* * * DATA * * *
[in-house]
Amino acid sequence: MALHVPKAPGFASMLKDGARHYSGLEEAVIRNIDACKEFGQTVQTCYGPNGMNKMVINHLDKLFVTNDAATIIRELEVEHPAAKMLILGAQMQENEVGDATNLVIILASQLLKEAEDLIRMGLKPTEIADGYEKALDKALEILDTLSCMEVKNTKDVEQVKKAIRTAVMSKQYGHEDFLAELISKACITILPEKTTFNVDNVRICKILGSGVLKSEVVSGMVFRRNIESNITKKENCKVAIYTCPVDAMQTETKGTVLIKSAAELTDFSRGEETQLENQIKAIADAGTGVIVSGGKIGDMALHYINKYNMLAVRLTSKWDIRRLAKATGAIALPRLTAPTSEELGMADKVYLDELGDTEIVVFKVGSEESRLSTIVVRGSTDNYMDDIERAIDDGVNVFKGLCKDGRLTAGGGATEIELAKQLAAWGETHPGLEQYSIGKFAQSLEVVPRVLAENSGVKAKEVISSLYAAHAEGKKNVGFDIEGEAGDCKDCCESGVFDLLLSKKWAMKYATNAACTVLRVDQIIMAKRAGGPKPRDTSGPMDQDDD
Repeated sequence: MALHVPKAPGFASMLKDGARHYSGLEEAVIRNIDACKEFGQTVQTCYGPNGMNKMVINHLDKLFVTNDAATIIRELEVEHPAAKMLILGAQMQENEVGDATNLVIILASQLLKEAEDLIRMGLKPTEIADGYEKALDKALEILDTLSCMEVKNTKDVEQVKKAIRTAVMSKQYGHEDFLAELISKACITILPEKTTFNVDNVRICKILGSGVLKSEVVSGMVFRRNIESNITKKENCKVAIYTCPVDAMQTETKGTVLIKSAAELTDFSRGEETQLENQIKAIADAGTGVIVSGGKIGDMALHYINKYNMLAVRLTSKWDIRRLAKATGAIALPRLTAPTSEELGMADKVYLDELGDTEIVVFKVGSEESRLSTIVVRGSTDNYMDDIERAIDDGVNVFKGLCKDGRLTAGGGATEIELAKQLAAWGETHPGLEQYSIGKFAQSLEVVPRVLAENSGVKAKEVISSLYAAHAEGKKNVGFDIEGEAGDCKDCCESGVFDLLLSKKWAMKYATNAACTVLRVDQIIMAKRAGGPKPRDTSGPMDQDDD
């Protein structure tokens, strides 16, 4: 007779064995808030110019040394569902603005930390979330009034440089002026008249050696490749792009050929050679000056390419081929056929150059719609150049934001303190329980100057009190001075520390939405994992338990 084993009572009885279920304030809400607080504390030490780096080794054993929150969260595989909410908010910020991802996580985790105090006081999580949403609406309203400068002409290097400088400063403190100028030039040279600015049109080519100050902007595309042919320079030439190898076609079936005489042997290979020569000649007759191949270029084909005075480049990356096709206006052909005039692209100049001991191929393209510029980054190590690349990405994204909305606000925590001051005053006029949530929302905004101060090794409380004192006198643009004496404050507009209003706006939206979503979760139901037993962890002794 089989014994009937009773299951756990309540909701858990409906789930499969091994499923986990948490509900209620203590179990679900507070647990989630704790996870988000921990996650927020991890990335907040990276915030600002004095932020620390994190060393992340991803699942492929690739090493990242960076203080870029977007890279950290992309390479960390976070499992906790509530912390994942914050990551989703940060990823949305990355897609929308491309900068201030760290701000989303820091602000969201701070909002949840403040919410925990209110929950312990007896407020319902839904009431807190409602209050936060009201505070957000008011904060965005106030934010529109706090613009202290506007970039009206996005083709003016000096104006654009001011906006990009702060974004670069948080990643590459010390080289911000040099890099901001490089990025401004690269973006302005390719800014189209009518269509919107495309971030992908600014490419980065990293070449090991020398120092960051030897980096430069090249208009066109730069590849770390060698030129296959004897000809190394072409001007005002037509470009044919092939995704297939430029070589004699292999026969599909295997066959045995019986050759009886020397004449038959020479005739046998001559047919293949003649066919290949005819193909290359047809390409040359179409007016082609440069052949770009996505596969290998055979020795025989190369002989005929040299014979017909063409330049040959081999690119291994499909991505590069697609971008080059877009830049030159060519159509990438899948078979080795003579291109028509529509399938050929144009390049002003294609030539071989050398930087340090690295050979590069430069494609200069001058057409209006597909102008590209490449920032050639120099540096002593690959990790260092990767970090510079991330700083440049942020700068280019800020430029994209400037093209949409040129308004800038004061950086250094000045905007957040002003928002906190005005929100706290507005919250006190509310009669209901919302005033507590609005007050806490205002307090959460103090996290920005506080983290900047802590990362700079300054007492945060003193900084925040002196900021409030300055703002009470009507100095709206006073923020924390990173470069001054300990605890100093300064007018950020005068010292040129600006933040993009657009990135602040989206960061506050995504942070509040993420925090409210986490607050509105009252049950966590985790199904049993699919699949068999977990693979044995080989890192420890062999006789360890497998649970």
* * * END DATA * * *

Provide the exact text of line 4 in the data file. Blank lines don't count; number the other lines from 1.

């Protein structure tokens, strides 16, 4: 007779064995808030110019040394569902603005930390979330009034440089002026008249050696490749792009050929050679000056390419081929056929150059719609150049934001303190329980100057009190001075520390939405994992338990 084993009572009885279920304030809400607080504390030490780096080794054993929150969260595989909410908010910020991802996580985790105090006081999580949403609406309203400068002409290097400088400063403190100028030039040279600015049109080519100050902007595309042919320079030439190898076609079936005489042997290979020569000649007759191949270029084909005075480049990356096709206006052909005039692209100049001991191929393209510029980054190590690349990405994204909305606000925590001051005053006029949530929302905004101060090794409380004192006198643009004496404050507009209003706006939206979503979760139901037993962890002794 089989014994009937009773299951756990309540909701858990409906789930499969091994499923986990948490509900209620203590179990679900507070647990989630704790996870988000921990996650927020991890990335907040990276915030600002004095932020620390994190060393992340991803699942492929690739090493990242960076203080870029977007890279950290992309390479960390976070499992906790509530912390994942914050990551989703940060990823949305990355897609929308491309900068201030760290701000989303820091602000969201701070909002949840403040919410925990209110929950312990007896407020319902839904009431807190409602209050936060009201505070957000008011904060965005106030934010529109706090613009202290506007970039009206996005083709003016000096104006654009001011906006990009702060974004670069948080990643590459010390080289911000040099890099901001490089990025401004690269973006302005390719800014189209009518269509919107495309971030992908600014490419980065990293070449090991020398120092960051030897980096430069090249208009066109730069590849770390060698030129296959004897000809190394072409001007005002037509470009044919092939995704297939430029070589004699292999026969599909295997066959045995019986050759009886020397004449038959020479005739046998001559047919293949003649066919290949005819193909290359047809390409040359179409007016082609440069052949770009996505596969290998055979020795025989190369002989005929040299014979017909063409330049040959081999690119291994499909991505590069697609971008080059877009830049030159060519159509990438899948078979080795003579291109028509529509399938050929144009390049002003294609030539071989050398930087340090690295050979590069430069494609200069001058057409209006597909102008590209490449920032050639120099540096002593690959990790260092990767970090510079991330700083440049942020700068280019800020430029994209400037093209949409040129308004800038004061950086250094000045905007957040002003928002906190005005929100706290507005919250006190509310009669209901919302005033507590609005007050806490205002307090959460103090996290920005506080983290900047802590990362700079300054007492945060003193900084925040002196900021409030300055703002009470009507100095709206006073923020924390990173470069001054300990605890100093300064007018950020005068010292040129600006933040993009657009990135602040989206960061506050995504942070509040993420925090409210986490607050509105009252049950966590985790199904049993699919699949068999977990693979044995080989890192420890062999006789360890497998649970």